More than 300 former national security officials — from the Bush administration to the Obama White House — have urged Congress to hold President Trump accountable for hisa conversation in which he pressured the foreign leader to investigate a political opponent. They wrote in a letter published by the group National Security Action on Friday that they consider the president's actions during that call to be a "profound national security concern."
"President Trump appears to have leveraged the authority and resources of the highest office in the land to invite additional foreign interference into our democratic processes. That would constitute an unconscionable abuse of power. It also would represent an effort to subordinate America's national interests -- and those of our closest allies and partners -- to the president's personal political interest," the bipartisan group wrote.
Read the letter here:
The group suggested that any effort to thwart U.S. interests on the global stage based on personal gain could make the country "more vulnerable to threats, and sends a message to leaders around the world that America's foreign policy can be dangerously corrupted by catering to a single individual."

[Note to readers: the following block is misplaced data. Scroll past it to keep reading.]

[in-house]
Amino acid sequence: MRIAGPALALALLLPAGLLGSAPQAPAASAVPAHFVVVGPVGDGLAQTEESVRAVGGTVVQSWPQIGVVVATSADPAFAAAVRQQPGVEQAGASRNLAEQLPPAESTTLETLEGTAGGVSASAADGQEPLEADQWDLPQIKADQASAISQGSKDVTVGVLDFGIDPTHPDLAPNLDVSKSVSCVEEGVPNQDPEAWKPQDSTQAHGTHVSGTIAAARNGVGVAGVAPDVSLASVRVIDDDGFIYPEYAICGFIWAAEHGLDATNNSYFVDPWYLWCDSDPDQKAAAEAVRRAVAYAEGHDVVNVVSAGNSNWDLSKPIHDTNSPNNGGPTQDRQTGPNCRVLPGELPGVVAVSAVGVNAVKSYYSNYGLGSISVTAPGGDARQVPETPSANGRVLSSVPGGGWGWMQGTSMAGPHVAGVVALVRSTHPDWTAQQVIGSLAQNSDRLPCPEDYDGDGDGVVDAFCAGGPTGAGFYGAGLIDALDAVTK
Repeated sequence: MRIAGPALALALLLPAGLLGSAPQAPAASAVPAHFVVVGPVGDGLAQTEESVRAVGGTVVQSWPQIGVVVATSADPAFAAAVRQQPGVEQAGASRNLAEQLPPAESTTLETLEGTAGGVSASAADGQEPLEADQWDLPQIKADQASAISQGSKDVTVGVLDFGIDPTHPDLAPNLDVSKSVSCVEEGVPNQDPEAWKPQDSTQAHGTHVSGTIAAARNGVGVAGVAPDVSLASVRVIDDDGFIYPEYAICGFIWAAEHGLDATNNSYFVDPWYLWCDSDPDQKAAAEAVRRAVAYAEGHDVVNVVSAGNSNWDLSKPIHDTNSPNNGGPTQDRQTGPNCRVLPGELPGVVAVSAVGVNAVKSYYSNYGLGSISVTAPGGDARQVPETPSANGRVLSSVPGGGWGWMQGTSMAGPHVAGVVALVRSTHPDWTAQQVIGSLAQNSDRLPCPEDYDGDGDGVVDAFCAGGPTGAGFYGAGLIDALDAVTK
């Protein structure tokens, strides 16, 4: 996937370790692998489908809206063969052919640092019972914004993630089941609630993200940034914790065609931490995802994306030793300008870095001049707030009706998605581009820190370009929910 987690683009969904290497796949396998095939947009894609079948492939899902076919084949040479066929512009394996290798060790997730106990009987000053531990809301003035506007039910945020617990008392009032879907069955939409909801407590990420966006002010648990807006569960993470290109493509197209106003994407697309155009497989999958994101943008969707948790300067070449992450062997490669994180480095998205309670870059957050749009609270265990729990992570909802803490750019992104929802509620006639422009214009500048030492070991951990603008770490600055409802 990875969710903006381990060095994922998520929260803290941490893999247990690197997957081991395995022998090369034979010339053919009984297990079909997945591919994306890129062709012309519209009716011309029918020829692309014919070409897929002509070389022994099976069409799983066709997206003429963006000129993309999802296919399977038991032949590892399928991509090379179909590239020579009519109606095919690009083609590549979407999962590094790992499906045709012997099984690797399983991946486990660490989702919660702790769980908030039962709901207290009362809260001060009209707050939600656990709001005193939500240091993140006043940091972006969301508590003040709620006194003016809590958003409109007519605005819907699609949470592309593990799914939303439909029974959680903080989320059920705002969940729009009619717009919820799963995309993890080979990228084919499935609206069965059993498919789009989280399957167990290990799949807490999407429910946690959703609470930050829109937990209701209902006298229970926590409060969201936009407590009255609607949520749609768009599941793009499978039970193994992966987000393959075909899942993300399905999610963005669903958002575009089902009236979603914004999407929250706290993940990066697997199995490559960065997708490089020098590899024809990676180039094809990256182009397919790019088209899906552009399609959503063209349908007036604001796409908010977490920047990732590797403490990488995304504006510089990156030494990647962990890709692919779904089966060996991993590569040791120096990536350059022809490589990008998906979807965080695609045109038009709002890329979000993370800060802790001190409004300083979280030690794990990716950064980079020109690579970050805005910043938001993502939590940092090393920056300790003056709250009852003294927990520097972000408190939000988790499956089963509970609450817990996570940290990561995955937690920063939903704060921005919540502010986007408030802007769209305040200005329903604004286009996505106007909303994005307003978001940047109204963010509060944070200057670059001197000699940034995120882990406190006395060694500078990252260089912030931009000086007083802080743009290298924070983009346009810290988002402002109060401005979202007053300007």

They added, "If we fail to speak up — and act — now our foreign policy and national security will officially be on offer to those who can most effectively fulfill the President's personal prerogatives."
The group also encouraged Congress' efforts in pursuing an impeachment inquiry against the president in light of the White House's efforts to squash details of the call.
"All of us recognize the imperative of formal impeachment proceedings to ascertain additional facts and weigh the consequences of what we have learned and what may still emerge. We applaud those Members of Congress, including Speaker Pelosi, who have now started us down that necessary path," they wrote.
They warned, " There is no escaping that what we already know is serious enough to merit impeachment proceedings. From there, the facts -- and nothing but the facts -- should dictate how Congress holds the president to account and signals to the world that our foreign policy and national security are not for sale."
The letter comes just one day after Acting Director of National Intelligence Joseph Maguire testified that an intelligence whistleblower "did the right thing" by filing a complaint against the president.
In a detailed, nine-page complaint, the whistleblower said "senior White House officials" worked to "lock down" all records of the presidential phone call this summer, out of fear that "they had witnessed the president abuse his office for personal gain."